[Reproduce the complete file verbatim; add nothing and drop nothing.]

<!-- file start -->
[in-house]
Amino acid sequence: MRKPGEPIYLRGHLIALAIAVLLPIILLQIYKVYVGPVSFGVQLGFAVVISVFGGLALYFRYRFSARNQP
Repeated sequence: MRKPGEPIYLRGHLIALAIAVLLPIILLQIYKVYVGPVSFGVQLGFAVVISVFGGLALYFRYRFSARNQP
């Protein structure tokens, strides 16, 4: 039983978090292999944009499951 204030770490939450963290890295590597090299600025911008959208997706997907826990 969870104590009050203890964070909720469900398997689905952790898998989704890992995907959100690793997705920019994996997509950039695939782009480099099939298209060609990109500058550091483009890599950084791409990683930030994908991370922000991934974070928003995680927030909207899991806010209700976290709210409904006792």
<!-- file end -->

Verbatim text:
[in-house]
Amino acid sequence: MRKPGEPIYLRGHLIALAIAVLLPIILLQIYKVYVGPVSFGVQLGFAVVISVFGGLALYFRYRFSARNQP
Repeated sequence: MRKPGEPIYLRGHLIALAIAVLLPIILLQIYKVYVGPVSFGVQLGFAVVISVFGGLALYFRYRFSARNQP
């Protein structure tokens, strides 16, 4: 039983978090292999944009499951 204030770490939450963290890295590597090299600025911008959208997706997907826990 969870104590009050203890964070909720469900398997689905952790898998989704890992995907959100690793997705920019994996997509950039695939782009480099099939298209060609990109500058550091483009890599950084791409990683930030994908991370922000991934974070928003995680927030909207899991806010209700976290709210409904006792």